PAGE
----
My Spa Treatments include this: The clarinet is fully disassembled, all corks and pads are removed, everything is cleaned, shined, oiled (wood and keys, with differing oils). Normally I include some small repair of chips and cracks in the cost. Your clarinet will be fitted with new Valentino synthetic (green back) pads and corks. Key travel and height will be adjusted. I play and thoroughly test each clarinet I recondition, and I do this more than once. The price does not include charges for soldering broken keys or re-plating worn keys. (I have another repair service do that for me.) The price includes replacing broken springs. If there are broken pieces or cracked joints, the price might be a bit more. The one thing I do not do is to fill the maker's logo/stamps with gold crayon or paint. Normal turn-around time: It often takes me from two weeks to a month. You pay shipping both directions.
Because of heavy work requirements, I pulled back from reconditioning clarinet models that have been previously reviewed at this site.
If you see that your model of clarinet has already been reviewed here, please take a look at our list of Recommended Clarinet Tech Services.
If you have a wooden clarinet brand NOT reviewed on this site, the price for complete reconditioning it is $134 plus shipping both ways.
I only accept a few clarinets in the grayed out categories below. If you something in this area, please correspond with me using the question form on the first page or via the clarinetpages.info forum.
Any other wooden, plastic, or hard rubber clarinet (excluding plateau models): $174. But see the special price below if your clarinet make and model have not yet been reviewed by me.
Plateau model clarinets are $184. (Plateau clarinets do not have the rings for the fingers. They were made for children with small hands, like the one pictured on this page. These also have 7 more pads than normal clarinets.)
Metal clarinets: I would rather not recondition them unless it is one of the special models. I would be happy to do a Penzel-Mueller double walled clarinet! I have a friend who has that as his specialty. I can connect you to him.
I prefer that you not use Styrofoam peanuts. Instead wPlease do not use tape on the bubble wrap. Just make sure the parts can't bump against each other. Because I am giving out our P.O. Box address, it is no longer recommended that you send to me with Signature Confirmation. But I will return your clarinet using Signature Confirmation ($2.90) unless your address is a P.O. Box. When paying me, I appreciate it when people add $2.90 to your shipping cost— which is the cost of Signature Confirmation.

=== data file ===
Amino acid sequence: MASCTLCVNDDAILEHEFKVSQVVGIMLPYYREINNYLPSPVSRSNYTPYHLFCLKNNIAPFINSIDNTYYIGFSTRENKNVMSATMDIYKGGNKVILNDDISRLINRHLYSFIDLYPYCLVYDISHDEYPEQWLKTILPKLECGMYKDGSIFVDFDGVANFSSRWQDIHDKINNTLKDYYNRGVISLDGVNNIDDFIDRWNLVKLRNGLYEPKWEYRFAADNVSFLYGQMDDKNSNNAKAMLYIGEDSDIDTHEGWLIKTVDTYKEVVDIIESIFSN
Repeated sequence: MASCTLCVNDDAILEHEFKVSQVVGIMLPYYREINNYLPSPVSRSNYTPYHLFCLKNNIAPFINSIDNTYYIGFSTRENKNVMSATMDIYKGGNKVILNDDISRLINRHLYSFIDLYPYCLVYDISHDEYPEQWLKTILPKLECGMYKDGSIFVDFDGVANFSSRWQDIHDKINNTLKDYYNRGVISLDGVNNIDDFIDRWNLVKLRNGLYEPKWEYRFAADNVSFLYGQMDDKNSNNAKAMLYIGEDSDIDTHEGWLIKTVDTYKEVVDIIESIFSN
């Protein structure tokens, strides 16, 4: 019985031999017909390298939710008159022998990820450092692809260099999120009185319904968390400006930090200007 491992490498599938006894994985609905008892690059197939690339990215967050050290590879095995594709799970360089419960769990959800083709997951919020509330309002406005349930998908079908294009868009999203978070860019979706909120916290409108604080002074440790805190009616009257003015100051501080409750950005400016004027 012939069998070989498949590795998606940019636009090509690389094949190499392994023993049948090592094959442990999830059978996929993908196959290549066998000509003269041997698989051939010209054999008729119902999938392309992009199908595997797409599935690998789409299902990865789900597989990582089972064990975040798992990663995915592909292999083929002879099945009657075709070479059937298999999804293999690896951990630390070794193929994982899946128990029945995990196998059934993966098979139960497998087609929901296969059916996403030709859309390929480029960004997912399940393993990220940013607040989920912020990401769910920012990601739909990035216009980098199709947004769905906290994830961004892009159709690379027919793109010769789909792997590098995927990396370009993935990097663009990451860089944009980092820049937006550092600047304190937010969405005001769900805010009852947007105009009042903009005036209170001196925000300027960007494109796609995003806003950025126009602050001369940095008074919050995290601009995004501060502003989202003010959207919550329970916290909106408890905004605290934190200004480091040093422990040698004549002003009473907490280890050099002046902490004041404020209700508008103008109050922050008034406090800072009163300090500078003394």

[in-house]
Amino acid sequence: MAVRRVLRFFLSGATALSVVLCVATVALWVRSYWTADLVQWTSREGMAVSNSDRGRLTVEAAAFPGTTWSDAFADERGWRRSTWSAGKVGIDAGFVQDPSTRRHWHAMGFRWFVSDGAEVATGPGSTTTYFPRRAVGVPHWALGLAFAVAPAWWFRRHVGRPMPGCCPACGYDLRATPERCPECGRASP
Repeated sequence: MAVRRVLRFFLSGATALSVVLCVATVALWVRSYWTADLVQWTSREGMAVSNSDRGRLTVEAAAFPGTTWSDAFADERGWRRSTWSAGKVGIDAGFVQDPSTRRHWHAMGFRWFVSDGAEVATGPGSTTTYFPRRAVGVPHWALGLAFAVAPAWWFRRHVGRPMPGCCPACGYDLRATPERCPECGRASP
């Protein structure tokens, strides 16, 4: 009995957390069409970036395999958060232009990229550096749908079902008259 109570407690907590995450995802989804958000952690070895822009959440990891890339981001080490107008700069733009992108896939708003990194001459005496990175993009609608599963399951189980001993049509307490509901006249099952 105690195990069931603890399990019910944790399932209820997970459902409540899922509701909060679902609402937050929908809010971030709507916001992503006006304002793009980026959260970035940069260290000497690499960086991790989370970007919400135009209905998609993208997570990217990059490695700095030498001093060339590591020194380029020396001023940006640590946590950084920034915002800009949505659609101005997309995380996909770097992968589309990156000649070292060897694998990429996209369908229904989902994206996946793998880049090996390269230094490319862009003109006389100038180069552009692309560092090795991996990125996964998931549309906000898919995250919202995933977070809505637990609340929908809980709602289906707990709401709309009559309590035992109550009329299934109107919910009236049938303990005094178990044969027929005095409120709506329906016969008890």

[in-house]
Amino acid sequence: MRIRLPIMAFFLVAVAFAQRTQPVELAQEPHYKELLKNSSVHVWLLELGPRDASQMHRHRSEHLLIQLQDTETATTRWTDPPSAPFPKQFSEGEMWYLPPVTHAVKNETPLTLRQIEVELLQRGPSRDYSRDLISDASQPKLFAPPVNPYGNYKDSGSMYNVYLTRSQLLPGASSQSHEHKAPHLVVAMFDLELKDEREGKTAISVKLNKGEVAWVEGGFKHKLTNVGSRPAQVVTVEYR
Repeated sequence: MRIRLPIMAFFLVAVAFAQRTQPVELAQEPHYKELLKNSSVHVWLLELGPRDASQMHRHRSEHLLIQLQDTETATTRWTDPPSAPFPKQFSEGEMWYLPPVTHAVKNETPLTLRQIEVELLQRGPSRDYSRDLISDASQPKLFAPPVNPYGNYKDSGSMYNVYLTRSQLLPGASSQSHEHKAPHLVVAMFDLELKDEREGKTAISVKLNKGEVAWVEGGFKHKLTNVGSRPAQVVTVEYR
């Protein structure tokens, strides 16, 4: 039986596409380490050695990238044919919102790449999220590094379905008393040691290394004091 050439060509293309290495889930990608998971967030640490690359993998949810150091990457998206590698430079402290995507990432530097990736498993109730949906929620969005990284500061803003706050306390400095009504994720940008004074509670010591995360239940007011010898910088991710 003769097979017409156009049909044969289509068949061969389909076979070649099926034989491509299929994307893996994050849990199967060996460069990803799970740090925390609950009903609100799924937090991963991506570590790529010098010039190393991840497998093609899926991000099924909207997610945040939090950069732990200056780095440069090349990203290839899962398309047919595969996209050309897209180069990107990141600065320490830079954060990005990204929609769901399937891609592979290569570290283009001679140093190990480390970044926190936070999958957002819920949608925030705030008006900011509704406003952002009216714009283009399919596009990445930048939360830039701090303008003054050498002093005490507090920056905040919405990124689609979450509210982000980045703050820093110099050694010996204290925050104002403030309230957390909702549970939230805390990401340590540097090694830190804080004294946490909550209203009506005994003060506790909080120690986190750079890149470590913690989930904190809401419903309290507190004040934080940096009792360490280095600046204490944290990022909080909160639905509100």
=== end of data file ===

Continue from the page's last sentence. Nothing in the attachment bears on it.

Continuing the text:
The Priority Mail Regional Rate Box A is often a few cents less to ship than the other medium sized Priority Mail boxes. Get my address by sending me a note via the Question form below. When packing in smaller boxes, the right hand joint will go in catty-corner. Put extra padding around that tenon joint, as that is the one part that could be damaged if the box is dropped. In my opinion, bubble wrap is the best packing material for clarinets.
What parts to send: It is good to send me all the parts of the clarinet, including the mouthpiece, barrel and bell. This will allow me to re-cork the mouthpiece (if desired by you), and make sure it fits nicely into the barrel. And I use the barrel and bell to make sure the respective corks fit snugly, but not too tightly. I don't need for you to send me the ligature and the mouthpiece cap.
Payment methods: I prefer to be paid via Paypal, and it is fine to wait until I am finished and ready to send your clarinet back. By that time you will have gotten my e-mail address, and you will use that address for sending payment via Paypal. On your Paypal page, use the Send Money tab. That's where you will use my e-mail address, enter the amount, and check “Services.” Or, a check can be included with your package. If by check, remember to get a good estimate of the return shipping cost.
Address: To get my postal address, please fill out the Question form below.
[Jul2011] I waited for over two years before I receiving my first opportunity to give a Spa Treatment to one of the instruments that I previously reconditioned. How did my work hold up? Two years ago, friends from our church bought a Normandy for their daughter. She started on it in 6th grade and gained first chair in the middle school band in her first semester of 7th grade. (Alas, she played second chair for the second semester.) Band at her school meets every day, and her father told me that she practised at home “more than just a couple of days a week.” I was pleased to see that after two years, the clarinet was still in good playable condition. (This is partly due to the good sturdy Noblet key work.) All the pads were still seating very well. When I took the keys off in order to oil the wood, I found that I could simply wipe the dirt off of the pads. The pictures show the pads before I wiped the dirt away. The Valentino cork tenon joints were also holding up well. After two years of frequent use, they were not as tight as when I sold the instrument, but still tight enough that I didn't replace them. I estimate that Valentino synthetic pads and corks last more than twice as long as their traditional equivalents.
[May2012] Annemarie sent her Noblet 27 clarinet in for a spa treatment, and that is only the second one I have done for my clarinets. Annemarie is a first section player who practices at home and plays 5-6 days per week in regular band and pep band. The clarinet pads still seated perfectly and they were still very clean looking. I decided to replace only one. One tenon joint cork was just barely hanging on. And the wood needed to be treated.